The Milk of Birds (Paperback)
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This timely, heartrending novel tells the moving story of a friendship between two girls: one an American teen, one a victim of the crisis in Darfur.
Know that there are many words behind the few on this paper…
Fifteen-year-old Nawra lives in Darfur, Sudan, in a camp for refugees displaced by the Janjaweed’s trail of murder and destruction. Nawra cannot read or write, but when a nonprofit organization called Save the Girls pairs her with an American donor, Nawra dictates her thank-you letters. Putting her experiences into words begins to free her from her devastating past—and to brighten the path to her future.
K.C. is an American teenager from Richmond, Virginia, who hates reading and writing—or anything that smacks of school. But as Nawra pours grief and joy into her letters, she inspires K.C. to see beyond her own struggles. And as K.C. opens her heart in her responses to Nawra, she becomes both a dedicated friend and a passionate activist for Darfur.
In this poetic tale of unlikely sisterhood, debut author Sylvia Whitman captures the friendship between two girls who teach each other compassion and share a remarkable bond that bridges two continents.
About the Author
Sylvia Whitman, a writer and educator, has published a slew of articles and a handful of children’s history books as well as a picture book, Under the Ramadan Moon. A folklore and mythology major in college, she has always liked proverbs, particularly this one: “A book is a garden carried in the pocket.” She lives with her husband and two kids in Arlington, Virginia. Visit her at SylviaWhitmanBooks.com.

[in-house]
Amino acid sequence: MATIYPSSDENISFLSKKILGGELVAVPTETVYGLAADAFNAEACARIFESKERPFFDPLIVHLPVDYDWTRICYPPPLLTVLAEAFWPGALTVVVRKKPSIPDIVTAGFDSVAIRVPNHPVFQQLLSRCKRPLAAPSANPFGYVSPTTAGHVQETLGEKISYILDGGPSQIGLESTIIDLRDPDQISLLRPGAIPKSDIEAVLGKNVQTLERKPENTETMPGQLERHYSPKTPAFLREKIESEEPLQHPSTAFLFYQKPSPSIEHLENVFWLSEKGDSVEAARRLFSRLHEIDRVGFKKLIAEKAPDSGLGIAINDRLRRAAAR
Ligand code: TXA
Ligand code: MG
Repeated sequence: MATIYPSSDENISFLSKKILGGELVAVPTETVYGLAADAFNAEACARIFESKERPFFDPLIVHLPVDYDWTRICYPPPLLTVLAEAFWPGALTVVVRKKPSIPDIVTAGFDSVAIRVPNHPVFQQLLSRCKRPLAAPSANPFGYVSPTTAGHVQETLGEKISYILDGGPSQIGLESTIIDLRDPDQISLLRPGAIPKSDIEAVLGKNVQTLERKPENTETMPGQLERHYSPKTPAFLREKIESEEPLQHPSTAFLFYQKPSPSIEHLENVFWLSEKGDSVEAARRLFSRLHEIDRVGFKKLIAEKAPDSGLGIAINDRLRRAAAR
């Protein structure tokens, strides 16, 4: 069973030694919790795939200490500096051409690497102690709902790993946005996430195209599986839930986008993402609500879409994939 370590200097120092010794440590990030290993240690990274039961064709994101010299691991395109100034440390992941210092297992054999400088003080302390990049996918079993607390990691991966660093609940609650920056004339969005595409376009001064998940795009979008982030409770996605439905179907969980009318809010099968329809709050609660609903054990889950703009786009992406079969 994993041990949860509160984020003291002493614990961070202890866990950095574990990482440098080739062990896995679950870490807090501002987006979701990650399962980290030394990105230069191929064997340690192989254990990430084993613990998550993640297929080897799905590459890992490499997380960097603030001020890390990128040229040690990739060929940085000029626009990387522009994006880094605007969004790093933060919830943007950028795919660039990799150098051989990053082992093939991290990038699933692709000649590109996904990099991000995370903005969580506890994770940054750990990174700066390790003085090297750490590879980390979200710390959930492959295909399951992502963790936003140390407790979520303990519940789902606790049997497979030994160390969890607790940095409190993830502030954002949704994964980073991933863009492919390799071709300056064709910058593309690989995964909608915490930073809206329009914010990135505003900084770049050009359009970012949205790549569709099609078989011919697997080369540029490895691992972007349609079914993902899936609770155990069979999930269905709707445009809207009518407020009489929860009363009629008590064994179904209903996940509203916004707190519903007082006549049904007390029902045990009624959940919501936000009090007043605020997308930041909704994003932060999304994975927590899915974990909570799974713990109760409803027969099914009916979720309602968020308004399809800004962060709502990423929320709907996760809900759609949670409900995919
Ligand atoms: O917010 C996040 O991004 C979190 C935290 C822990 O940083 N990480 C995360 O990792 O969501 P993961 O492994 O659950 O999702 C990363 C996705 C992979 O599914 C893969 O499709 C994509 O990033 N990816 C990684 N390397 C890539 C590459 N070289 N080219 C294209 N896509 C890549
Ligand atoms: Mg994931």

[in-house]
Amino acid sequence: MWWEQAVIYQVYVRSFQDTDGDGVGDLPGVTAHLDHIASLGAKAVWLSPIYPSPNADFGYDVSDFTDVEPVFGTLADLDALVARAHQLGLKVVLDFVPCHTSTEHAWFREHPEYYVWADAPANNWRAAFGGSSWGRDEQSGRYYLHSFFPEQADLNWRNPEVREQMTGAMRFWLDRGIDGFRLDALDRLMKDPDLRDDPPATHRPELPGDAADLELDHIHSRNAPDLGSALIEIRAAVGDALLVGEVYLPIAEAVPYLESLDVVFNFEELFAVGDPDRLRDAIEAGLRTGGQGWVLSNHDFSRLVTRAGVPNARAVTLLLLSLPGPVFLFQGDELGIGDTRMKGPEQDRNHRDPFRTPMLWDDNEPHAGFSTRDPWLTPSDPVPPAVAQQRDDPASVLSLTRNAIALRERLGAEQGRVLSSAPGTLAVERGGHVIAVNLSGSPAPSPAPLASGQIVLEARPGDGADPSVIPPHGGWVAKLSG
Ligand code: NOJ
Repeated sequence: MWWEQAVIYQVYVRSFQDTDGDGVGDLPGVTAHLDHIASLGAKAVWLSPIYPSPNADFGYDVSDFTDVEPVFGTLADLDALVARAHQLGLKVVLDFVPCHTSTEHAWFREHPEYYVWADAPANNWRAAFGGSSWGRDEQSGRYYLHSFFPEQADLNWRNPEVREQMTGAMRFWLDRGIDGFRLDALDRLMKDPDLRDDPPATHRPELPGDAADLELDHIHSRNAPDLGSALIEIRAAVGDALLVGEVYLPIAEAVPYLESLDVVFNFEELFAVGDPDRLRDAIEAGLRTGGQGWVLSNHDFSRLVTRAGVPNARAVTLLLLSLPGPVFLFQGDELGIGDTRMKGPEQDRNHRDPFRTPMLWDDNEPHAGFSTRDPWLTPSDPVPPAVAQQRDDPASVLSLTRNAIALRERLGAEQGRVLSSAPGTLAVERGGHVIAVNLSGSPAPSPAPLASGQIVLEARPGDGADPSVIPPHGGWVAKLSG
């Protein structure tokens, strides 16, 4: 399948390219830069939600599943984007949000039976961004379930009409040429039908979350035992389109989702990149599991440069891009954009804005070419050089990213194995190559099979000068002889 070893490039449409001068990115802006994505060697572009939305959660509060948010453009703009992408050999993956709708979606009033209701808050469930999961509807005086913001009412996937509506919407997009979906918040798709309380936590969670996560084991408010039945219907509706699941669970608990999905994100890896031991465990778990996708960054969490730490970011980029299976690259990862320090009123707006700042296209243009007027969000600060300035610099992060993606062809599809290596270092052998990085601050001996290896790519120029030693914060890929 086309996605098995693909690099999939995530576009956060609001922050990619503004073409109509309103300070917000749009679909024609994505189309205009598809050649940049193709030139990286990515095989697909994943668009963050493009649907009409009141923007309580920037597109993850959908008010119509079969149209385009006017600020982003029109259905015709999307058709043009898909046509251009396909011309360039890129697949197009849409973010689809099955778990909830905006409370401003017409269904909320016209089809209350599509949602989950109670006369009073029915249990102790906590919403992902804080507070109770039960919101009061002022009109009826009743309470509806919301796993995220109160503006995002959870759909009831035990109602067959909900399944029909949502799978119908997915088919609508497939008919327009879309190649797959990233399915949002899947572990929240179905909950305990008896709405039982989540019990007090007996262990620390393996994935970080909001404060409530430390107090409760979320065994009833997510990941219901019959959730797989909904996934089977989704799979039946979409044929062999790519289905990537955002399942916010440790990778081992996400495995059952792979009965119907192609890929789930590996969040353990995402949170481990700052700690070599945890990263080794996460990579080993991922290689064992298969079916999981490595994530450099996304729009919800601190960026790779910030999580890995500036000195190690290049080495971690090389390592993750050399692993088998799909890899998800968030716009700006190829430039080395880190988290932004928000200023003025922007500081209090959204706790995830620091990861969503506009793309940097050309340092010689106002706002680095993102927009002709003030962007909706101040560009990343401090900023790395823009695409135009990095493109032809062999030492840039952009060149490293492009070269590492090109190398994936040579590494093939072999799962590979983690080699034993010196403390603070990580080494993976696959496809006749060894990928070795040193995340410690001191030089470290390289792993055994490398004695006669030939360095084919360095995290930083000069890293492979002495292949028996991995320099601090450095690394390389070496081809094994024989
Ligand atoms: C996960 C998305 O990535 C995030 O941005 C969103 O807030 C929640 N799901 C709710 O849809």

* “In this debut, an American teen from Richmond, Va., and a Sudanese teen in Darfur exchange letters during 2008, transforming their very different lives.... Punctuated with Sudanese proverbs, Nawra’s letters reflect her temperate, resilient, positive personality, while K.C.’s brash, humorous style appropriately relies on American idioms. A timely, authentic, inspiring story of two unlikely pen pals whose global, snail-mail communication makes all the difference.”
— Kirkus Reviews, *STARRED REVIEW
"In alternating first-person accounts and letters, fifteen-year-old Nawra, an “internally displaced person” living in a camp in the Sudan, and K. C., a fourteen-year-old girl struggling with learning disabilities in Richmond, Virginia, find strength in their friendship and begin to work through their problems.... These two correspondents make readers long to learn more about them and will likely inspire more than one to follow the author’s appended note on ways to help alleviate suffering in the Sudan."
— The Horn Book, March/April 2013
“Nawra’s gentle dignity and steely resilience in the face of such horror is so delicately portrayed…the plight of the refugees will be eye-opening for many readers.”
— The Bulletin of the Center for Children’s Books, May 2013
"Teen readers will be moved by the personal connections and by the stories behind news headlines."
— Booklist Online, April 22, 2013
“This powerful and important book has a lot to say to young people about seeing beyond their own struggles and opening their minds and hearts to others.”
— School Library Journal
"Readers will feel shocked, outraged and saddened, but like K.C., they’ll ultimately be moved to learn more about Sudan’s ongoing injustices and the people they affect."
— BookPage Online, May 2013